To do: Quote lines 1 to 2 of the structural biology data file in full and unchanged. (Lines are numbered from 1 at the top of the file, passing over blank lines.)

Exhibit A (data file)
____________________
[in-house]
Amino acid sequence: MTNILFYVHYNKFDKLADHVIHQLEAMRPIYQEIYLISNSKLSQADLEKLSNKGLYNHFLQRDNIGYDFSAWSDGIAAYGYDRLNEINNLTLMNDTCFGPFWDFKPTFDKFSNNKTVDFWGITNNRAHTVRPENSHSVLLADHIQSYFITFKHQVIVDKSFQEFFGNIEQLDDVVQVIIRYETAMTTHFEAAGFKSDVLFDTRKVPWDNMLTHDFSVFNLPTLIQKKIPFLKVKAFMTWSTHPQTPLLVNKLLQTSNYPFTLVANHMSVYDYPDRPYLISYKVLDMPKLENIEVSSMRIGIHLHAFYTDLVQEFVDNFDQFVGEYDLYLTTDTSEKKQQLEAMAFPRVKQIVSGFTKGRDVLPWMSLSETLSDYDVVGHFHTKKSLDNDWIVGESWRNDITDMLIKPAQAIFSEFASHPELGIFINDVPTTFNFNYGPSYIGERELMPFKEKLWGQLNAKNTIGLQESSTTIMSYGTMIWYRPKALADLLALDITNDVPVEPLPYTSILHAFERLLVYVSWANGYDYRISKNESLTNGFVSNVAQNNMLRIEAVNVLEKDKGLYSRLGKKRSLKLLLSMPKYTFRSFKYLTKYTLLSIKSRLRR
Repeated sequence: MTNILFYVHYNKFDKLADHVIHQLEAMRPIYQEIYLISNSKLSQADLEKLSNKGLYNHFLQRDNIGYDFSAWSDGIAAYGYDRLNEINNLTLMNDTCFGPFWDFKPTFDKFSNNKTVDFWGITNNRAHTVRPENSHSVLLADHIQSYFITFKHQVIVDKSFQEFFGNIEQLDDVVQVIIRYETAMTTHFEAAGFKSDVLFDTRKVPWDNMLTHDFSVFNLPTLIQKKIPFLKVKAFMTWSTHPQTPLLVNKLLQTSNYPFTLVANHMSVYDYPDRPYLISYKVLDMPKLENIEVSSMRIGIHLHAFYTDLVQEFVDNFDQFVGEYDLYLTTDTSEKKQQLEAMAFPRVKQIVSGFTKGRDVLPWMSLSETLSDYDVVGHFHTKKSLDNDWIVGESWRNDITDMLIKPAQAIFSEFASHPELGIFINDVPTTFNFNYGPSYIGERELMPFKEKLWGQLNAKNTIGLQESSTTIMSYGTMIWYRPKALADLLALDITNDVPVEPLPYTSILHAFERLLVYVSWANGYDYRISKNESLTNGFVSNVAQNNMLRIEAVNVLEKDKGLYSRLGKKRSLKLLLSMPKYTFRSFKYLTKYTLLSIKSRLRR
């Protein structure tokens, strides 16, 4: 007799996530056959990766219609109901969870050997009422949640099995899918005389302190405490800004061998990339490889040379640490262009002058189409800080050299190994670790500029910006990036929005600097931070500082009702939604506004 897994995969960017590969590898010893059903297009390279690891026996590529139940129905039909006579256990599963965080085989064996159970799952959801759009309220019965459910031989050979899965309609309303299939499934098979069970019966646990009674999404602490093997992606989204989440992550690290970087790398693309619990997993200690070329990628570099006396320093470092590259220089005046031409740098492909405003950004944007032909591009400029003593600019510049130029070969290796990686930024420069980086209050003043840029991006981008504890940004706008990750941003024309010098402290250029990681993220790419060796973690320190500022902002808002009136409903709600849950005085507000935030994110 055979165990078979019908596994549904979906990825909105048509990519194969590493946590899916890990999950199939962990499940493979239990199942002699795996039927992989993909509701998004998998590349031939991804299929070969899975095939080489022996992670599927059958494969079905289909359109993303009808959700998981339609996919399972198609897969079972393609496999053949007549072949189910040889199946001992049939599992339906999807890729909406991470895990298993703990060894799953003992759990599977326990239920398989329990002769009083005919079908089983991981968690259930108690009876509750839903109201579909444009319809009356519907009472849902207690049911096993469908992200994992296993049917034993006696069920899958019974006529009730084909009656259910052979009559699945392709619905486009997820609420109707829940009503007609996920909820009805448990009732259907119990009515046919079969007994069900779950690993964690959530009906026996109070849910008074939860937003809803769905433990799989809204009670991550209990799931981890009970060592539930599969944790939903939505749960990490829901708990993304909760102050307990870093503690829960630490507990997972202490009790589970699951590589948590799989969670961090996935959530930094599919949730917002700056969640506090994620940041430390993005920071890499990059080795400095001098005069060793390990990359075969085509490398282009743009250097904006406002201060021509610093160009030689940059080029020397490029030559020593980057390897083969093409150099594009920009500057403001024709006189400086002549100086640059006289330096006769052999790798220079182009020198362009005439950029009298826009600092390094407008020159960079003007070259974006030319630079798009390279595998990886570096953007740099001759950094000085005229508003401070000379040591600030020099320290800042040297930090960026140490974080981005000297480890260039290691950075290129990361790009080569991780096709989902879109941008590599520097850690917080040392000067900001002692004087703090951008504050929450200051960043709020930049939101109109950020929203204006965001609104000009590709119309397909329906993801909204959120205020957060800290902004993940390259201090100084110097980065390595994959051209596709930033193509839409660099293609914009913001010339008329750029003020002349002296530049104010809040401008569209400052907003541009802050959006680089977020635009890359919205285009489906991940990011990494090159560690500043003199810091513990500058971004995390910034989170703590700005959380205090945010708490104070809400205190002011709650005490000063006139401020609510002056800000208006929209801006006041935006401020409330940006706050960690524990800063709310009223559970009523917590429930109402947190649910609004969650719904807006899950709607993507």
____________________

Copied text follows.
[in-house]
Amino acid sequence: MTNILFYVHYNKFDKLADHVIHQLEAMRPIYQEIYLISNSKLSQADLEKLSNKGLYNHFLQRDNIGYDFSAWSDGIAAYGYDRLNEINNLTLMNDTCFGPFWDFKPTFDKFSNNKTVDFWGITNNRAHTVRPENSHSVLLADHIQSYFITFKHQVIVDKSFQEFFGNIEQLDDVVQVIIRYETAMTTHFEAAGFKSDVLFDTRKVPWDNMLTHDFSVFNLPTLIQKKIPFLKVKAFMTWSTHPQTPLLVNKLLQTSNYPFTLVANHMSVYDYPDRPYLISYKVLDMPKLENIEVSSMRIGIHLHAFYTDLVQEFVDNFDQFVGEYDLYLTTDTSEKKQQLEAMAFPRVKQIVSGFTKGRDVLPWMSLSETLSDYDVVGHFHTKKSLDNDWIVGESWRNDITDMLIKPAQAIFSEFASHPELGIFINDVPTTFNFNYGPSYIGERELMPFKEKLWGQLNAKNTIGLQESSTTIMSYGTMIWYRPKALADLLALDITNDVPVEPLPYTSILHAFERLLVYVSWANGYDYRISKNESLTNGFVSNVAQNNMLRIEAVNVLEKDKGLYSRLGKKRSLKLLLSMPKYTFRSFKYLTKYTLLSIKSRLRR